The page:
What I love about “slow travel” is it gives you the opportunity to truly experience the culture and live everyday life like a local. Sure, you want to see all those IG-worthy spots, but a city is so much more than that. It’s history, community, and routine. Which is why I love staying in an apartment, as opposed to a resort.
We stayed in a small apartment near Kuinabashi Station. It was a quiet neighborhood, filled with parks for children, three different groceries, and multiple train stations.
The home had a small bath (as most Japanese homes do because baths are a part of every family’s routine), a kitchen and two bedrooms. We cooked often because the fresh and seasonal ingredients from the grocery closest to us was always stocked! Which made our rule of eating 30 a Day super easy 🙂
Food & Drink
Pickles & Sake
This sounds like an odd combo but at Gabana sake pub, they have it figured out! The contrast between the mild, sweet sake and sharp, pickled veggies pairs so well together. It is standing room only, but with only a small menu, it won’t take long to finish.
Tea in Gion
Obvisously we had to visit the oldest part of town, but places like Gion, Arashiyama and Fushimi-Inari are FULL of tourist traps and overpriced restaurants.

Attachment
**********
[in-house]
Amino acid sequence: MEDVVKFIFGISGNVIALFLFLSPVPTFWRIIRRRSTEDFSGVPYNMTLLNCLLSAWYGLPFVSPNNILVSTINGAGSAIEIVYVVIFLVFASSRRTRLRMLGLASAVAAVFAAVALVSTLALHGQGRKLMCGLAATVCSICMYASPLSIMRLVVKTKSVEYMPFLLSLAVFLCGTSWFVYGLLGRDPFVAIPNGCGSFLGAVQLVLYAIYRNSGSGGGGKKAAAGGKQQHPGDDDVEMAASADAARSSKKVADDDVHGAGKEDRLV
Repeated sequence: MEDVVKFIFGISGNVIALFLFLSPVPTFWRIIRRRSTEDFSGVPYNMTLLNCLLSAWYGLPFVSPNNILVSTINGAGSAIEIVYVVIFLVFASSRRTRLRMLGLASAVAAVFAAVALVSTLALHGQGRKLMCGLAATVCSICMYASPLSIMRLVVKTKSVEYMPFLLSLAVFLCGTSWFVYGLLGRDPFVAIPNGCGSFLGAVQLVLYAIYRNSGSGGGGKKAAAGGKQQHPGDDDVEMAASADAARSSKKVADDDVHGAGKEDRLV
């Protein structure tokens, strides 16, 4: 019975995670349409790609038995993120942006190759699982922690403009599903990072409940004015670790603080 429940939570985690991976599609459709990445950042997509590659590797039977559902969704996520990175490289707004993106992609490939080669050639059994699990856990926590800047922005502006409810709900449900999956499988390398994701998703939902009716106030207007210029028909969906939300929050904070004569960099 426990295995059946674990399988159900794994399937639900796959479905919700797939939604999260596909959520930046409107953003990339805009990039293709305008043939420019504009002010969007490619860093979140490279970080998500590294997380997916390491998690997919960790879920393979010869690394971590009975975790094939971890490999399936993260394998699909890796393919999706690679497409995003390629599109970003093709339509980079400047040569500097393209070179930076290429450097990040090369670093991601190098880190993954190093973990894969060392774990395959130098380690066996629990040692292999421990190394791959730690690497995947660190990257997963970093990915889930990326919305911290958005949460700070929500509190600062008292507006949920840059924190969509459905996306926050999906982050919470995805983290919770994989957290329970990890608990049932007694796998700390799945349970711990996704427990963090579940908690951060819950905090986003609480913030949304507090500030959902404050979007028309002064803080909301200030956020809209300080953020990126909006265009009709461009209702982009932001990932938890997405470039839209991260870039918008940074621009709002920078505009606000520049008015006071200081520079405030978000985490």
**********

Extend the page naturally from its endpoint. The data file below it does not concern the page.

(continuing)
Luckily, we stumbled upon this charming tea house when I was in DESPERATE need of caffeine. Little did we know that the white coffee and fresh pastries came with a private view of Kyoto’s oldest pagoda, Yasaka.
This was TRULY a hidden gem.
Although a nation-wide chain, Wako is my FAVORITE tonkatsu place (even though I never order the tonkatsu, lol). The panko-fried fish and oysters are perfectly moist and crunchy. And, the famous miso soup is full of nutrients as well as super tasty. It is comfort food at its finest!
Busy, Busy, Busy
Honestly, I love Kyoto Station. I love looking over the city on the Skyway and I could shop at Isetan forever!
I also talk about my favorite hidden bar in the video at the bottom of the page! It was by far the most ideal setting for an evening cocktail.
(Not-so) Secret Garden
I’m usually not much for gardens, but if this place was as beautiful as it was during winter, I can only imagine how stunning it is during Spring and Summer. No matter what time of year it is, Kyoto Botanical Garden is always a great way to spend the day strolling through nature, meditating in the French Garden or English Garden or Japanese Garden… so many ways for you to reflect and appreciate every sound, smell and sight.
Lessons in Travel
The language barrier can be real. Unlike other tourist destinations, Japan’s economy doesn’t rely on Westerners… so there is very little incentive for them to learn English. Try to learn just a few phrases. A little effort can go a long way!